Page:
During my personal coronavirus moment, I’m learning that I’m resilient. That if I let myself move through the emotional waves around me, my feet still touch the ground. Bend, flow, be connected, even if socially-distanced. I can lift up and fly, above all the chaos, the constraints, upwards to go where I want to go – live how I want to live. And be moved by so many human acts of love and connectivity – while we remain arms-length apart.
As you may already know, I work from home and have since 2010. You may not know I am currently in Italy, near Rome. I live a fairly remote lifestyle in the countryside when I’m here. The little Italian town I live near, a farm or two over, had no incidences of the virus until days ago. I hear a family is in isolation. Maybe three families. News like this is hard to confirm and it could even be gossip. But it’s changing how I feel. I was in a safe bubble. I am still but it just shrunk. News here says 80% of people will get infected by the time it’s all over.
Let me back up, to give you a sense of what it’s felt like. I’ve been in Italy since the holidays when coronavirus first happened in Wuhan, China. It all seemed so far away then, only a glimmer of news. But upon learning how it had spread to northern Italy, I felt a tsunami of fear and claustrophobia. The TV news was updating with bigger and bigger numbers in the Lombardia region, showing coronavirus spreading.
I was not alone in that moment. But suddenly I felt very alone, floating in an invisible padding of panic with an inevitable implosion. It became a mental panic vice on my head, squeezing and inciting adrenaline, with nowhere for me to run. Panic, fear of no way out, that claustrophobia and sense of doom. That feeling you have in the pit of your stomach watching a movie scene where someone is slipping into quicksand but this time it’s you. Is this similar to those who learn of a world war, or regional war?
Tough Decision: Stay or Go
I really had to sedate myself that night and, being honest, a few other nights since then. Escaping to the US occurred to me, but I couldn’t abandon loved ones here. Was I weak for considering that option, one most here do not have? Choosing to stay gave me a release on the vice and the rampant running of adrenaline. It gave me a sense of control and purpose. Do what I can, from here, for now.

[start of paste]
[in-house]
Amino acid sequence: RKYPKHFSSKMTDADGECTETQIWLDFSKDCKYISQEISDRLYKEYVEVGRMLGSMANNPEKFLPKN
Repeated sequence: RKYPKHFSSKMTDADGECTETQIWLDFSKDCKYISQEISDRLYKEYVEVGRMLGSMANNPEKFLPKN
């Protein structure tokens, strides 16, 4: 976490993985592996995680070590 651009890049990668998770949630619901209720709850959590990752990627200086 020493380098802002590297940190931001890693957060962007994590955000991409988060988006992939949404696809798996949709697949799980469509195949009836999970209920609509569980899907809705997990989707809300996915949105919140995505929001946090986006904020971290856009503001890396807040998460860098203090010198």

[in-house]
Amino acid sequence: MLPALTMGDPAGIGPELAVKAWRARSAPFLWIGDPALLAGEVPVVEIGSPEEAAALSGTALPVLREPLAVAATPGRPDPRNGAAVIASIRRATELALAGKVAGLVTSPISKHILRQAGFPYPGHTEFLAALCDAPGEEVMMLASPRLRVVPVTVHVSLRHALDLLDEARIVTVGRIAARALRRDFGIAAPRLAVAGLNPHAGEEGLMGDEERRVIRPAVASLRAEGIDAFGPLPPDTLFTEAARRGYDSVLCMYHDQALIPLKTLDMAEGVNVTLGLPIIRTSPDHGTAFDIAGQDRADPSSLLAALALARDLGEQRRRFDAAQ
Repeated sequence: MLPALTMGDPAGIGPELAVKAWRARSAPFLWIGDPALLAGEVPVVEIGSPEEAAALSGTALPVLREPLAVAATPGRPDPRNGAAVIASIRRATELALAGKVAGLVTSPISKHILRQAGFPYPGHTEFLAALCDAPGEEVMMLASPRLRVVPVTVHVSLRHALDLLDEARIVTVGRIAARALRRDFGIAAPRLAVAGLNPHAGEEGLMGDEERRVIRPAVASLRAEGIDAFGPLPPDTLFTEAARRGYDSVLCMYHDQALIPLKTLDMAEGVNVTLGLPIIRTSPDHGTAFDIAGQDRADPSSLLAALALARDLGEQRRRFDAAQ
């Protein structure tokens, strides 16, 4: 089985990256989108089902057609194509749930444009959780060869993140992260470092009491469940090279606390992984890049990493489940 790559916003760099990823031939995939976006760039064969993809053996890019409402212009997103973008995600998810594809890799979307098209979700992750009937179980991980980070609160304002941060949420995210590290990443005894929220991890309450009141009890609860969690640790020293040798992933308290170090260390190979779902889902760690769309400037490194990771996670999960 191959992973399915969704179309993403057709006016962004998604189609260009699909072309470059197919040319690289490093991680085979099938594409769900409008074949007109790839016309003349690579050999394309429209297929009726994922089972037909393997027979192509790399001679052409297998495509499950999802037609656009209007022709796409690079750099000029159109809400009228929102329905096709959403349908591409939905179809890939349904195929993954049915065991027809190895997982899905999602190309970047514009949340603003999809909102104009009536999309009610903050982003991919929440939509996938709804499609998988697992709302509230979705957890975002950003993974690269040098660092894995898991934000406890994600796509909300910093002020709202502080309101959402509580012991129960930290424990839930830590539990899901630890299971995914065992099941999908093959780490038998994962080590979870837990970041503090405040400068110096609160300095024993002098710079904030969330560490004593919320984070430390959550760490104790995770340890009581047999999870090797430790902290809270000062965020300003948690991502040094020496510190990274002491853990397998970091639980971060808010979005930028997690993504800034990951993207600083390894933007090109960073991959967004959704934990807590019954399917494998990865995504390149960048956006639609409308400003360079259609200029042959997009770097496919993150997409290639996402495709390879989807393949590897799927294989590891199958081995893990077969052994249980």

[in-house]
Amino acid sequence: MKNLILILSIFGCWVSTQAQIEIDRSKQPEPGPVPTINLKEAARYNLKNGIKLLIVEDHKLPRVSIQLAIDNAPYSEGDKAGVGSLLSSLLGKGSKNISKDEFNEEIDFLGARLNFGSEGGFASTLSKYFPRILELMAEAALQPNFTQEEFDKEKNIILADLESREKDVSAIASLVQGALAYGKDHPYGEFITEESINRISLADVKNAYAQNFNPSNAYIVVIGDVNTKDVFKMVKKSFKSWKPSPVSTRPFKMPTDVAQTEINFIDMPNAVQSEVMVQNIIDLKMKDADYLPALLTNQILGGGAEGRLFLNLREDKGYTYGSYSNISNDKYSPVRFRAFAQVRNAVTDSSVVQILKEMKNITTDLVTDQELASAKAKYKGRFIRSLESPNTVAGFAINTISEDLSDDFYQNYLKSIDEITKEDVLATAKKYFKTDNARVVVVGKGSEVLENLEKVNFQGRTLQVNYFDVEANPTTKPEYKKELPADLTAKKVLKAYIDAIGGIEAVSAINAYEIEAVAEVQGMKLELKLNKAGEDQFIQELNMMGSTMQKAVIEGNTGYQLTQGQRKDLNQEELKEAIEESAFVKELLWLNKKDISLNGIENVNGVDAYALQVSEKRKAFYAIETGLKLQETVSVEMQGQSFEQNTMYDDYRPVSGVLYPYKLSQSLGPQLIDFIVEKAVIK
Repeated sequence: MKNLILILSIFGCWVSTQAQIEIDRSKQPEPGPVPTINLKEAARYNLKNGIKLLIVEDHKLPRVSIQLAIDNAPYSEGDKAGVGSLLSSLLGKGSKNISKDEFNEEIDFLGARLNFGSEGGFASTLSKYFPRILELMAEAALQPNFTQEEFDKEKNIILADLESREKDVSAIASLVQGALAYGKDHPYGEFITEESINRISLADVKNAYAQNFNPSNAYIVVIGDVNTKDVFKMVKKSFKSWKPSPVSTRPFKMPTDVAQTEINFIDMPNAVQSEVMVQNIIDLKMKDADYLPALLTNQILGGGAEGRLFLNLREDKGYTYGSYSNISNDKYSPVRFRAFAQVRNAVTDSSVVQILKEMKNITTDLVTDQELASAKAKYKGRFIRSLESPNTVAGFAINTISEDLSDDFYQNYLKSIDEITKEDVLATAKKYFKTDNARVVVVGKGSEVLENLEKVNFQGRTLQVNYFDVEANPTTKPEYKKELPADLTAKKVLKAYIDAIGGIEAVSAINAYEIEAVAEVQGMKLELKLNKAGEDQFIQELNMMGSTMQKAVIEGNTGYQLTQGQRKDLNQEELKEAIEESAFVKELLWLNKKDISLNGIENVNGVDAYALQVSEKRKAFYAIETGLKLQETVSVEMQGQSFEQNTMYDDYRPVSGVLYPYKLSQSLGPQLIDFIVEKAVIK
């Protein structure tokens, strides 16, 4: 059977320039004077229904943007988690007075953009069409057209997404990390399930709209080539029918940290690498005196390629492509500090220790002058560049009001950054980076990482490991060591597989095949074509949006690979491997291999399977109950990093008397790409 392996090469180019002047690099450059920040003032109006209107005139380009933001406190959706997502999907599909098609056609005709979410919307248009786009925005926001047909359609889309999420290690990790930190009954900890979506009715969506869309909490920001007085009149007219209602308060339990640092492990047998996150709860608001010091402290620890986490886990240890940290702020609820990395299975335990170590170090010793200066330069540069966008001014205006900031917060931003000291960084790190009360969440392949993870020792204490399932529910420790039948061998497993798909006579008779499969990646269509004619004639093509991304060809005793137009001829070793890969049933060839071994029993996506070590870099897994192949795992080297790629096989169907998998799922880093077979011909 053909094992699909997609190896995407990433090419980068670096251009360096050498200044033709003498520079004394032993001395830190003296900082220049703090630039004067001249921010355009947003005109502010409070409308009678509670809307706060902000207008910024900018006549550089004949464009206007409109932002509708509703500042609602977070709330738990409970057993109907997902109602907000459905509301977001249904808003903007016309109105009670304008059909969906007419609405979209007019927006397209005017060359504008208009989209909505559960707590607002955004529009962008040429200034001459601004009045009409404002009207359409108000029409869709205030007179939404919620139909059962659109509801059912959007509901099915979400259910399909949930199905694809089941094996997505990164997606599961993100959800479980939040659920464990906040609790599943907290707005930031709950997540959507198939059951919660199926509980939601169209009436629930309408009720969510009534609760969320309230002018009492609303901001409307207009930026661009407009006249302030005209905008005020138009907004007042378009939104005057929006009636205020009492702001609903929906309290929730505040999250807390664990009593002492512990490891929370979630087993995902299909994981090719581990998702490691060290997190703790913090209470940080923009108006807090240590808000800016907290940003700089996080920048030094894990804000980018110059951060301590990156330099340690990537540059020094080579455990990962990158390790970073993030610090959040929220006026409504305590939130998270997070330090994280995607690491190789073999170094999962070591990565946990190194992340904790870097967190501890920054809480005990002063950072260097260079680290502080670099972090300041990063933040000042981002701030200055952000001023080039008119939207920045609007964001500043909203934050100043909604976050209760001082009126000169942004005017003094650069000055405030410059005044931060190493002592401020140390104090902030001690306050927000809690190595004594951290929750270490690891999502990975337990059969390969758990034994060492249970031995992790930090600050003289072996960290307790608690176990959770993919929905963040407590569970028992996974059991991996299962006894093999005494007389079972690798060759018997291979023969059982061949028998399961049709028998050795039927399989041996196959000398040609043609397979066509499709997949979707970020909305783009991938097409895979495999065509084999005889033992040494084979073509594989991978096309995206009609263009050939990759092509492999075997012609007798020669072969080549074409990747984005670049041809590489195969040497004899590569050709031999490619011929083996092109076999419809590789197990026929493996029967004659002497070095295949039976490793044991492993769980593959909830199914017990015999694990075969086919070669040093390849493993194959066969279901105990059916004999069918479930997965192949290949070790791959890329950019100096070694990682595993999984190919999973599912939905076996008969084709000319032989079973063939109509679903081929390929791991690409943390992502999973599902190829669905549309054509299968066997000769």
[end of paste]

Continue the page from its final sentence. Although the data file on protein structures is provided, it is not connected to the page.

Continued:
Obviously, if I go ‘home’ to California to help my senior parents, I will be asked to self-quarantine for 14 days. Could I even be a carrier? Do I want to risk it? At this moment, they seem OK, so I remain where I am. But my heart weeps for anyone separated from dear loved ones. I’ve seen both horror stories and others of love in the last few weeks. I bet we will all see them.
So here I am. Depending upon where you are, perhaps I’m ahead of the curve you are yourself facing. It’s a bit of a dark day for most of us, isn’t it, generally? Like we’re playing out some epic blockbuster movie. There will be death and destruction… and heroes.
Aside from the doctors and valiant others involved to heal and keep our world turning in the right direction, I want to shine a light on some other heroes. The Italian people are known stereotypically to have strong emotions worn on their sleeves, dynamic with love and anger. I’ve always admired this. In these recent days of #StayStrongItaly, #TuttoAndraBene (everything will be all right), #IoRestoACasa (I stay at home), Italy has shown its beautiful colors. Through social and other media, they have joined together while distanced, singing and holding lights from balconies and windows at a precise day and hour, spreading hope and love. It brought tears of hope, love and decency to my eyes, and encouragement to my heart.
Surviving and Thriving
I have always been known as a strong woman, brave, full of life, energy and intelligence. It’s a nice reputation that I’ve been happy to have. But I have to admit, I’m also vulnerable, a little bit scared, and hopeful.
I go outside when possible and hope you can go outside too, even if it’s a balcony or a windowsill. It’s healing when the sun shines on your face. And maybe you can see the trees blossoming regardless of our virus, rebirthing in their annual mockery of wintery death. I am thankful for so much. Smiles, floral perfume, then fruit and marmalade will come from the blossoms. We are resilient, like a flowering tree.
Be the hero in your own life. Find your light and share it during these darker fearful days. Loosen the vice of fear, open your emotional heart, and for the sake of humanity – share your love.
Will this end? Or simply become a seasonal incident? When we look back at this, will it be with pride in our response? I don’t know. But at 6pm tonight, I might just sing. Even if no one can hear me from their balcony.